The tiny nation of Palau, which continues to defy pressure from Beijing to drop diplomatic ties with Taiwan, has welcomed a bi-partisan delegation from Australia as concerns grow over China’s rising presence in the Pacific.
- President Panuelo talked maritime security and combating climate change in a bipartisan meeting with Australian MPs
- A six-hour visit to Palikir coincided with the 35th anniversary of Micronesia and Australia’s diplomatic relations
- Pacific Minister Pat Conroy returned to Australia early to join an unscheduled sitting of federal parliament
Foreign Minister Penny Wong flew into Palau’s capital late on Wednesday accompanied by her opposition counterpart Simon Birmingham, on the final stopover of a Pacific tour that’s also taken in Vanuatu and the Federated States of Micronesia (FSM).
During a fleeting stopover in FSM, Senator Wong praised the “real leadership” of the country’s President David Panuelo, who this year urged other Pacific nations to reject a Chinese proposal for a region-wide security agreement.
“This country has been a leader. This has been a difficult time for the Pacific region,” Senator Wong told reporters standing next to the FSM president.
In May Mr Panuelo wrote a letter to Pacific Island Forum (PIF) members warning the proposed security agreement would hand China control of the region’s ocean territory and communications infrastructure.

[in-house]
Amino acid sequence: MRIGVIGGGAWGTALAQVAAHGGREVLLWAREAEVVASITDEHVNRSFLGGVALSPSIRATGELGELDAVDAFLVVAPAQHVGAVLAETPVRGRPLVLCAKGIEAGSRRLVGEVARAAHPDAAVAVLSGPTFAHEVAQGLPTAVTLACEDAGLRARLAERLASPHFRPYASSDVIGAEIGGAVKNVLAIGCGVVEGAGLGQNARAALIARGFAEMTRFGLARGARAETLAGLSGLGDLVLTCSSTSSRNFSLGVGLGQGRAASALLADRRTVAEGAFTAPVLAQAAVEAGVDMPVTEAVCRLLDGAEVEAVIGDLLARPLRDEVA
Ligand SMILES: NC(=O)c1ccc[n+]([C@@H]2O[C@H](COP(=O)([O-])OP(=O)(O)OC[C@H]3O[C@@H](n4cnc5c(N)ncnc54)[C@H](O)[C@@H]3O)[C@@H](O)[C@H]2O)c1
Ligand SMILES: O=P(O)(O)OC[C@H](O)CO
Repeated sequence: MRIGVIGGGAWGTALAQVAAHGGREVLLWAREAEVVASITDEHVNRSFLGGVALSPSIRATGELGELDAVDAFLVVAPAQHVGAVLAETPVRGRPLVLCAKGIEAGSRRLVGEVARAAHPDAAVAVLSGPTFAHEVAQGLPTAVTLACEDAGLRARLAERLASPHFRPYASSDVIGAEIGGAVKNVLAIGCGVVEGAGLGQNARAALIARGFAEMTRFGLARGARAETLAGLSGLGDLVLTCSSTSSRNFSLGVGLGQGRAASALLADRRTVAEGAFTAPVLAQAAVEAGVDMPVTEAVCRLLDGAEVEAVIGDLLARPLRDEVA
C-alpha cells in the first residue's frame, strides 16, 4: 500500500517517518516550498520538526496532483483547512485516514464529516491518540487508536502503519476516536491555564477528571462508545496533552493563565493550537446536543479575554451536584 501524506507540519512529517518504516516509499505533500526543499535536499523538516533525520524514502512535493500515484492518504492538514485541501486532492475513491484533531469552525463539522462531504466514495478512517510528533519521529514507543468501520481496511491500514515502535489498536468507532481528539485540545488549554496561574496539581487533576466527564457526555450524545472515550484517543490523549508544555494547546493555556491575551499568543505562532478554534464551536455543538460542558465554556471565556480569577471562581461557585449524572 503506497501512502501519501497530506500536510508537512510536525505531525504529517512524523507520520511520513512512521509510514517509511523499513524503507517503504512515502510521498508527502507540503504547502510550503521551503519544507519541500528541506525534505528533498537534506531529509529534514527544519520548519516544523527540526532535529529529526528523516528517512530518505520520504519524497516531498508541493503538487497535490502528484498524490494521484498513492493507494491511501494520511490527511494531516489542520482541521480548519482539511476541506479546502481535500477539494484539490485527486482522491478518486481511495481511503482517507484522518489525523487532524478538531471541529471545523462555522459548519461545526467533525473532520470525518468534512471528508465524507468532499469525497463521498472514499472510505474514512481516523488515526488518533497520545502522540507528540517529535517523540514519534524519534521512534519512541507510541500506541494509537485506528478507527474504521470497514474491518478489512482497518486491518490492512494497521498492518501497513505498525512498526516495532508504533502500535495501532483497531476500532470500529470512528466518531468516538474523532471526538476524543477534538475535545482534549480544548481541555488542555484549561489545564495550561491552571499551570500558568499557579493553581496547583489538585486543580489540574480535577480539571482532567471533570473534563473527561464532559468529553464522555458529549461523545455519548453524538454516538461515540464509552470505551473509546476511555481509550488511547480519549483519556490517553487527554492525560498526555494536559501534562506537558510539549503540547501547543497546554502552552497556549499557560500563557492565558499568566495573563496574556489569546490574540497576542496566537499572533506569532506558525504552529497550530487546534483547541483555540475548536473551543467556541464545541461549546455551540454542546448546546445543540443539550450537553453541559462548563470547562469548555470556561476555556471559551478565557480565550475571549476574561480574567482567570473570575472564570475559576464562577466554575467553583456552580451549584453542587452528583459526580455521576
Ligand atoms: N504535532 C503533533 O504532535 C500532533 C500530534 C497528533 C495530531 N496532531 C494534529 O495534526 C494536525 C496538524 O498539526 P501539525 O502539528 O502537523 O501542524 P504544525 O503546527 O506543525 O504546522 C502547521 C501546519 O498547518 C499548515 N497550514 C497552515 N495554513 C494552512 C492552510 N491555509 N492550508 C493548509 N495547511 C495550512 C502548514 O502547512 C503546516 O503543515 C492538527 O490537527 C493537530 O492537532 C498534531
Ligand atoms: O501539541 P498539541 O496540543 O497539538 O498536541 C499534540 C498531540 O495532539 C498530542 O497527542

When the letter was subsequently leaked it revealed details of the secret Chinese proposal sparking diplomatic pushback from Australian and the United States, and the ultimate rejection of the idea by PIF.
“We want the Pacific to continue to be a harmonious Blue Pacific region, and so through the Pacific Islands Forum, we say ‘family first’,” Mr Panuelo said after hosting the Australian delegation.
“We look after each other to make sure that forces from outside do not come and disrupt the peace and security of our region.”
Mr Panuelo was also a vocal critic of the security pact struck by Solomon Islands Prime Minister Manasseh Sogavare with China earlier this year.
During a bilateral meeting with Australian MPs, which included Minister for the Pacific Pat Conroy and opposition counterpart Michael McCormack, Mr Panuelo discussed cooperation on maritime security and combating climate change.
Their six-hour visit to the Micronesian capital Palikir coincided with the 35th anniversary of diplomatic relations between FSM and Australia, which was marked with shells of sakau, the local version of kava, as well as traditional dancing at the Congress building.
Conroy, McCormack miss final leg of Pacific tour
On Wednesday the foreign minister and shadow minister flew into Palau without the other two members of the bi-partisan delegation who were unable to continue on the Pacific tour.
Minister for the Pacific Pat Conroy has returned to Australia to attend Thursday’s unscheduled sitting of federal parliament where Labor needs all MPs present to ensure the government has an absolute majority for controlling the House.
His opposition counterpart Michael McCormack was forced to remain in Palikir on Wednesday night following medical treatment, after becoming unwell during Wednesday’s formalities at the FSM Congress.
Before returning to Australia, Senator Wong and Senator Birmingham will meet Palau’s President Surangel Whipps Jr, who assumed office in January 2021.
Currently just 14 states including Palau diplomatically recognise Taiwan and therefore do not have official relations with China.
In 2019 Solomon Islands switched its allegiance from Taiwan to China, leaving just Palau, Marshall Islands, Narau and Tuvalu as the only Pacific nations to still shun Beijing.